6. Putting it all together: After you have made sure that all the steps required to perform a process from start to finish are noted, it’s time to organize them in a sequential list format. Make sure the steps are organized in the actual manner in which the work (process) is done. Write down the steps in a clear, concise way to be useful to your co-workers Make the process documents easy to read by using bullets, headings, tables, charts, etc.
7. Flowchart: It’s now time to visualize the list of activities in terms of a flowchart. Visually representing the steps involved in a process provides an easy way for outsiders and people from other departments to understand how a process is carried out. It also aids new employees to soak in information quickly and get up to speed with the work.
8. Get feedback: Share the process documentation with fellow colleagues and stakeholders and have them try to perform the process on their own. This is a critical step in your documentation process as it helps to determine potential loopholes or corrections in the documentation by allowing outsider’s perspective to the document. The visual representation of the process helps team members to see the process in a different light and find out if they missed something.
9. Improve: It’s time to optimize the steps and add any improvements suggested by colleagues, stakeholders or fellow team members. Rinse and repeat until your process is completely optimized and efficient. Keep adding changes to the document when you find a new strategy technique or tactic to improve your process.
10. Make it available: Once you are satisfied with the results, make the documentation available to relevant employees and stakeholders of the company. Ask them to freely provide their valuable suggestions and feedback.
FINAL WORDS AND BEST PRACTICES:
In today’s fast-paced digital world, productivity is the norm. Everybody wants to get ahead of the curve by doing work quickly, efficiently, with reduced costs. They want to make use of minimum resources and at the same time, maintain top-notch quality.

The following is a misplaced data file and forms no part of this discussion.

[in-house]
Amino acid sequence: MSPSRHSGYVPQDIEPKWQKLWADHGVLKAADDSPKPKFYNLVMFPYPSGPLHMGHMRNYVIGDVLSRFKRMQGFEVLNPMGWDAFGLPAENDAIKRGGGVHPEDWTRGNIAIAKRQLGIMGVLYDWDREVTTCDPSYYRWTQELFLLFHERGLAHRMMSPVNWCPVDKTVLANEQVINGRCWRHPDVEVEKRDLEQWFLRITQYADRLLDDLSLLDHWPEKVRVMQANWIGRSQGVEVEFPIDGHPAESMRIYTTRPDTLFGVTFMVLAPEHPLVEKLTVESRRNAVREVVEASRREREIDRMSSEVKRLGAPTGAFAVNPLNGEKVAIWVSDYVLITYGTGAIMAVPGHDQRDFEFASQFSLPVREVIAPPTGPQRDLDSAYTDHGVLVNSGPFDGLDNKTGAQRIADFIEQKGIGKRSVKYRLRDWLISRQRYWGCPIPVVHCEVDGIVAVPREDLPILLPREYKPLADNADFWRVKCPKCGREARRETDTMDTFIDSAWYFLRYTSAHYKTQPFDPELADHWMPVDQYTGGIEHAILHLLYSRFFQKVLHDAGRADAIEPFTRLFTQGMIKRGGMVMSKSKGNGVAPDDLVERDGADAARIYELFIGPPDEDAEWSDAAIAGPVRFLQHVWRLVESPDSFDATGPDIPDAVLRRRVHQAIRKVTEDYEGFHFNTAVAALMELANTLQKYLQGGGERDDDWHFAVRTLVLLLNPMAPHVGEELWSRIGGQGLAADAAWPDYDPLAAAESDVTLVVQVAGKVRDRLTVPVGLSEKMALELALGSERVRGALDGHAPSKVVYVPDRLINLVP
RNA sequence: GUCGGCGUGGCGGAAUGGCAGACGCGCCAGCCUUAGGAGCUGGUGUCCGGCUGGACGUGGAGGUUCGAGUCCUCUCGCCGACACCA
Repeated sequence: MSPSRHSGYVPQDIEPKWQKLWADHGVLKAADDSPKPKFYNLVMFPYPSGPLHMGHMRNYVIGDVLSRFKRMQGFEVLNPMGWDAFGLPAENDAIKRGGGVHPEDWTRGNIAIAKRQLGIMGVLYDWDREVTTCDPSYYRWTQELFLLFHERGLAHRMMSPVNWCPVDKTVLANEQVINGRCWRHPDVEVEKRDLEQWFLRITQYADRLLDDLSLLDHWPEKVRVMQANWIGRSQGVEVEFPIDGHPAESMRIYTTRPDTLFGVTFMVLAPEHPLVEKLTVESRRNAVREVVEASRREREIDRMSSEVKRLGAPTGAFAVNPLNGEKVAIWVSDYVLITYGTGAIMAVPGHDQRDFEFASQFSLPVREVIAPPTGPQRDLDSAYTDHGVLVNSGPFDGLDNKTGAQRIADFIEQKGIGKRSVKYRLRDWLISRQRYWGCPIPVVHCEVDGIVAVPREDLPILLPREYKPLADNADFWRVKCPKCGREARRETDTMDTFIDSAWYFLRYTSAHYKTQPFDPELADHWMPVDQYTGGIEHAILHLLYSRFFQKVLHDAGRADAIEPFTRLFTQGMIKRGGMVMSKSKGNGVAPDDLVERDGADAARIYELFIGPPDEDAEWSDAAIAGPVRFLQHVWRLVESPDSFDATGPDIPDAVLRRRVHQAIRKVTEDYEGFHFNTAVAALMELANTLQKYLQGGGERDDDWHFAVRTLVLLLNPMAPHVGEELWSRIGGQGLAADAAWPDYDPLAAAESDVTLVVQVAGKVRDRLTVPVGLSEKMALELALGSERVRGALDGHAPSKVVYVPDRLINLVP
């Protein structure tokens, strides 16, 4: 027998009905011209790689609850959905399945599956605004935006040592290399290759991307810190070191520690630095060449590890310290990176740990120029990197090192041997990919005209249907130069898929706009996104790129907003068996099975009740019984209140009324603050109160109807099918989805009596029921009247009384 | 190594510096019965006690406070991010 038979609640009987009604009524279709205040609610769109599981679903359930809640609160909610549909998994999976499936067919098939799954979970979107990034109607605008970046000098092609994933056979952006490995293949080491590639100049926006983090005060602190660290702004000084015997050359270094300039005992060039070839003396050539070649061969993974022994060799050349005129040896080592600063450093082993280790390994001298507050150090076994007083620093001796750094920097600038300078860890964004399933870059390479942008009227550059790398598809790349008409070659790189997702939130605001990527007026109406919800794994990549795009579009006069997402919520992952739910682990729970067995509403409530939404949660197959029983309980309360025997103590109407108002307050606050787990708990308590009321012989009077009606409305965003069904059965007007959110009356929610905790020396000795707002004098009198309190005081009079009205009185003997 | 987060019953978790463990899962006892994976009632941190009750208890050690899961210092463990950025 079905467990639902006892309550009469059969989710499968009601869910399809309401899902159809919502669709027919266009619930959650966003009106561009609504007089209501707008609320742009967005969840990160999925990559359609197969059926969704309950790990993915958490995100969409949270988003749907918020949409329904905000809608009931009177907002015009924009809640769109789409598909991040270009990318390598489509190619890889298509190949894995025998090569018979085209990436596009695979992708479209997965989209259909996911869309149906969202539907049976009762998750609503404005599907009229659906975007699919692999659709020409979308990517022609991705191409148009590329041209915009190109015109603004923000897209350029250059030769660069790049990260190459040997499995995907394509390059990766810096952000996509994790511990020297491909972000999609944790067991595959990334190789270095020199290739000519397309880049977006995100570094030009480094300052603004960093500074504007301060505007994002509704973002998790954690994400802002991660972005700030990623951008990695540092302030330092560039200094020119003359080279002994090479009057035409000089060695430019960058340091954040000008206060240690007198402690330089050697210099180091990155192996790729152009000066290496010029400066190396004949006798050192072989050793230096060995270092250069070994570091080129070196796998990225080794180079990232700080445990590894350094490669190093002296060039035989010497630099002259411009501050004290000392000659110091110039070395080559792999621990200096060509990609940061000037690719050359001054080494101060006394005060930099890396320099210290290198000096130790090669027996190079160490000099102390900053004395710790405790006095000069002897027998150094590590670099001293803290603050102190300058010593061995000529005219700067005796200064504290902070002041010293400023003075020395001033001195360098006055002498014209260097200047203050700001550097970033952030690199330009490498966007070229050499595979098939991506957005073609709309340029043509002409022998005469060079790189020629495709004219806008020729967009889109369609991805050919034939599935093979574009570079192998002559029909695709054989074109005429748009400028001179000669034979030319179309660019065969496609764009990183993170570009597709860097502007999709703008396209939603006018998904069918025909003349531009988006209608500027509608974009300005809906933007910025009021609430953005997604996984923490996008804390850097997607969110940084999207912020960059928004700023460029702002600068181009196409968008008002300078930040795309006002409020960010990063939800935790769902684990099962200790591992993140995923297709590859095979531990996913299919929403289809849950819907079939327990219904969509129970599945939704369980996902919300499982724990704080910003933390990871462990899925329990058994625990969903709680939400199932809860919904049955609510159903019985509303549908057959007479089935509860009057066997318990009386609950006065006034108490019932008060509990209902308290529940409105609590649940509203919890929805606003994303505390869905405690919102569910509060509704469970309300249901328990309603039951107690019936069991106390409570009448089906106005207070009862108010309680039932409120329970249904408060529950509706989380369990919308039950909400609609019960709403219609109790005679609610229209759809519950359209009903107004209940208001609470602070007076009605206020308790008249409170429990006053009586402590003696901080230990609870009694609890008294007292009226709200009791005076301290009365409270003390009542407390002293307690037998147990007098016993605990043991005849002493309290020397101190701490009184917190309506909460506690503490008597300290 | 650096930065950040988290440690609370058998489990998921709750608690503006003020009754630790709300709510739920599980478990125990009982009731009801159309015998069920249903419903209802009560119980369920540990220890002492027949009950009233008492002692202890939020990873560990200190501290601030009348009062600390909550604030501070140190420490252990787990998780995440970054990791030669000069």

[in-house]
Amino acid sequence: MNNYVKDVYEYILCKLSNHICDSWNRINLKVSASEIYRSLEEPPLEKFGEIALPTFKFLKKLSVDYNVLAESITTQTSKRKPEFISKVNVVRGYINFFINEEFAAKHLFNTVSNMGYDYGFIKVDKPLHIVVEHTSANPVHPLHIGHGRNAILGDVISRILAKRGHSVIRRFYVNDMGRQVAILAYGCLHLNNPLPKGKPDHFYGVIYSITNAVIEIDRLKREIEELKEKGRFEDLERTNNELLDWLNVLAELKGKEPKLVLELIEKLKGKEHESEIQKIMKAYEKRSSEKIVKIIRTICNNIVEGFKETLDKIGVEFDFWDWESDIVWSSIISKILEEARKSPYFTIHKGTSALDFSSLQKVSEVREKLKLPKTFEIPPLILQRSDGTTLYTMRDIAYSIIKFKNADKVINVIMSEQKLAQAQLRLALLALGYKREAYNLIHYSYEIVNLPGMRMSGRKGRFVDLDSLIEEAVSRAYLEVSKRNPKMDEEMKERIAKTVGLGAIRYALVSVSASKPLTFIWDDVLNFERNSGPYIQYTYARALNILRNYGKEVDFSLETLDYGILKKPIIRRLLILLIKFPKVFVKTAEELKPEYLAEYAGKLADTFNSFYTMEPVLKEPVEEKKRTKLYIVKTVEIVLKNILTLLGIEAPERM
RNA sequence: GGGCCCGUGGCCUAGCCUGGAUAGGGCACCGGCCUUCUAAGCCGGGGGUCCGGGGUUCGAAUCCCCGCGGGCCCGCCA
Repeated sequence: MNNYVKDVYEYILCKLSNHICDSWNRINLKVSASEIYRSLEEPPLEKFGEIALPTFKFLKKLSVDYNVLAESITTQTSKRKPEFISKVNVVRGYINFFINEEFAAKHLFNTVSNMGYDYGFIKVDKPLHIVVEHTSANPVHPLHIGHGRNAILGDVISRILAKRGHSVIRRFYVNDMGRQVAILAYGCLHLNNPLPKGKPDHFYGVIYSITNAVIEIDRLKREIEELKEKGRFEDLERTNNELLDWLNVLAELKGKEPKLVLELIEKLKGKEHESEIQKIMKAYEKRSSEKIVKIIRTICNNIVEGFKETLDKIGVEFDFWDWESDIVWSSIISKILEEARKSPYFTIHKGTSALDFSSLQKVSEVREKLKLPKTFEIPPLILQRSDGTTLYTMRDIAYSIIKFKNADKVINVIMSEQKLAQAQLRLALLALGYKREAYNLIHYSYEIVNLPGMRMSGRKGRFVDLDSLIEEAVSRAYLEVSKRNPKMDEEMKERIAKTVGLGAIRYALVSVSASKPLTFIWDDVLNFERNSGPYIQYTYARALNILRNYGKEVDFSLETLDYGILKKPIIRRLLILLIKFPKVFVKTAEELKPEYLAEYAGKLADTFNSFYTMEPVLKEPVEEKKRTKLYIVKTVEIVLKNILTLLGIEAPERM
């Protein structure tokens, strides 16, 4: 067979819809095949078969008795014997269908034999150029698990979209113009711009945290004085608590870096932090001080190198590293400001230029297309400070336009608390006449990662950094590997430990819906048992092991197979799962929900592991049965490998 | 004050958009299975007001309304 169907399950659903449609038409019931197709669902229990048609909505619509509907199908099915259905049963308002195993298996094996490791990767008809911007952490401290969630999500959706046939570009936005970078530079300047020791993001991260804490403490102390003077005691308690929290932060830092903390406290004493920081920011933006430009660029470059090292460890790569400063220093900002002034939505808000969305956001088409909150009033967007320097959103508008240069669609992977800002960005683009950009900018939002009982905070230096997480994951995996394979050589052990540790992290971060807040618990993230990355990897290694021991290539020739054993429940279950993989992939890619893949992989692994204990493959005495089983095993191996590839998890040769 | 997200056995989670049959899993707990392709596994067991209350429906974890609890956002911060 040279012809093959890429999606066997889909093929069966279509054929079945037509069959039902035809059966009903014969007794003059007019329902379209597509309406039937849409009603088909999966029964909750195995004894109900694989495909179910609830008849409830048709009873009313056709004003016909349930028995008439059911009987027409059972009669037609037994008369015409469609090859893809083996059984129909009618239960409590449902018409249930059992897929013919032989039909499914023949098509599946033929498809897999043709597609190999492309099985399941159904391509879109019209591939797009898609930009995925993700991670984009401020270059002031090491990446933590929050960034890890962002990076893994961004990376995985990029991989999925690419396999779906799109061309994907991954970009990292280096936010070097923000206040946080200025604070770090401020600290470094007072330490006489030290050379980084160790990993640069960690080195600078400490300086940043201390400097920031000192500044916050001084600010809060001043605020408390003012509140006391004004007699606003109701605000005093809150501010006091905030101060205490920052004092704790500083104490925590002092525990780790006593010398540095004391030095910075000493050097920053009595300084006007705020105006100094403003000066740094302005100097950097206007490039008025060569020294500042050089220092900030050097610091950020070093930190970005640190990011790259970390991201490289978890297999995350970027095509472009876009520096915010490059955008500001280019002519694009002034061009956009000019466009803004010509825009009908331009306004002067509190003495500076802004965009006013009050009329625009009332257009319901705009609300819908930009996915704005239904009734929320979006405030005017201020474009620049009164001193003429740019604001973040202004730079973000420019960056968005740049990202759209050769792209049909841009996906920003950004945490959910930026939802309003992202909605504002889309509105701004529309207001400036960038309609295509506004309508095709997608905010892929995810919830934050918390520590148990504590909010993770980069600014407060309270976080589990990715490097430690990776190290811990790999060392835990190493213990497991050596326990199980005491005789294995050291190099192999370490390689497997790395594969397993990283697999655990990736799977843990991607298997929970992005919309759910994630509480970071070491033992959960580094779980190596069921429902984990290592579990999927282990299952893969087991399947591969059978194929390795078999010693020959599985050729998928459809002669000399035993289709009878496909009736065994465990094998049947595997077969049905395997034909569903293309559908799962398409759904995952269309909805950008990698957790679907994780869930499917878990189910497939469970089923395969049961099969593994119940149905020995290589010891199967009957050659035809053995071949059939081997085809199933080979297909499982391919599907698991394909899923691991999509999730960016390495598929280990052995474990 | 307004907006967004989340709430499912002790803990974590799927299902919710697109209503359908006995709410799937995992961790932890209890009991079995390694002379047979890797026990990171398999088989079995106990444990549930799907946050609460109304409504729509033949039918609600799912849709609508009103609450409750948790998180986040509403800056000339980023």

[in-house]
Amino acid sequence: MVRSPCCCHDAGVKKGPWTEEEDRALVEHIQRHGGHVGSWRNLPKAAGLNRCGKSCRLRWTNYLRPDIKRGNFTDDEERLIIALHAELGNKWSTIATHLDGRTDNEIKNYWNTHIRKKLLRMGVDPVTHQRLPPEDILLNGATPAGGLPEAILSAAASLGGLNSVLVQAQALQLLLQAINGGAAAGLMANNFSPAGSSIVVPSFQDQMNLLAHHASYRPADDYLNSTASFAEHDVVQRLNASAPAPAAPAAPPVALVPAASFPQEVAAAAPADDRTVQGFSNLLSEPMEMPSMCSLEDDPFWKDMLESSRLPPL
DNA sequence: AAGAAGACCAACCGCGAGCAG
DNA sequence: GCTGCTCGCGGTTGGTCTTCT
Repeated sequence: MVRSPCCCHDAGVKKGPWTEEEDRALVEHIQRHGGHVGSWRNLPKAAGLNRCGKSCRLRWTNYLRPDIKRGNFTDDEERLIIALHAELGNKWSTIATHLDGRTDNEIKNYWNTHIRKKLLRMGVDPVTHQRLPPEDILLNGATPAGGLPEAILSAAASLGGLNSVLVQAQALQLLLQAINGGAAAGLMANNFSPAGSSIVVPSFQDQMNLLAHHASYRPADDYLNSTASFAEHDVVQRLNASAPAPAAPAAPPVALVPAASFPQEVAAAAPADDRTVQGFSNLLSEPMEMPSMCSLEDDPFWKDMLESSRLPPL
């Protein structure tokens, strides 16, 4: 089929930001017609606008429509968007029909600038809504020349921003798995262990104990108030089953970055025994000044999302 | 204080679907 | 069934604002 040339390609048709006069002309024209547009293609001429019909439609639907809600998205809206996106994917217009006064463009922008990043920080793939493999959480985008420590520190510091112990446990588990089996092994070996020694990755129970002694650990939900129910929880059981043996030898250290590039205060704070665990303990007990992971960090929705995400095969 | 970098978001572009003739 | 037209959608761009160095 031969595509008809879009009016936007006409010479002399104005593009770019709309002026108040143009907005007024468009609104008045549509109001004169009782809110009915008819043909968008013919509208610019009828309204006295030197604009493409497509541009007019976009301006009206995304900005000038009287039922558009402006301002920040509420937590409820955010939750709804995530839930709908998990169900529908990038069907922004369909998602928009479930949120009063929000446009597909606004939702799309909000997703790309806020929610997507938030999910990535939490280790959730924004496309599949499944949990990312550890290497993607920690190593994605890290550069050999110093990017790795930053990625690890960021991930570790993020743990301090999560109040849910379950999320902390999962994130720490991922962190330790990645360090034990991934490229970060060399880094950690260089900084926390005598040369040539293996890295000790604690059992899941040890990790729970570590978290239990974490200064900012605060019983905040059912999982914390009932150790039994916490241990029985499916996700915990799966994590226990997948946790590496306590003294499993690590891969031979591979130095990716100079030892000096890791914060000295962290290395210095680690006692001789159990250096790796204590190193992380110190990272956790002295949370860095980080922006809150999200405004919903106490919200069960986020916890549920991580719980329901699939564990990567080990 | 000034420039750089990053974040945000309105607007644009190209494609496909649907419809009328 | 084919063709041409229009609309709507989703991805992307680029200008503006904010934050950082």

Process documentation thus becomes a key factor in the success of any department or an organization as a whole.
- It helps preserve process knowledge and makes sure information is not lost when a key employee leaves.
- Documentation also aids new employees in understanding their role and place in the value chain.
- Reduces ambiguity of operations.
- Provides a roadmap for project teams to make changes to a process, locate faults and shortcomings, and determine better ways to get work done.
Here are some of the best practices to keep in mind while creating and distributing process documentation–
- The process document should be stored in a central location.
- It should be easily accessible by anyone in the organization.
- It should be written in a clear and concise manner with proper formatting.
- It should be regularly updated with changes made to the processes.
- Feedback plays a crucial role in improving a process. Make sure there is no barrier to giving feedback and suggestions to improve a process. Feedback should be reviewed after a set period of time (i.e. once every six months) to make sure that other people’s opinions are being heard.
- Create individual documents for different processes to make it easy to understand and digest rather than one single document.
- Always make use of flowcharts to explain the steps taking place in a process. You can also add screenshots, graphs, charts, tables and other graphics to make it as easy to understand as possible.
- Only make the latest document available to the public.
And that’s it, folks! What are your thoughts on process documentation? Do you consider it an essential part of a business process? Let us know in the comments below!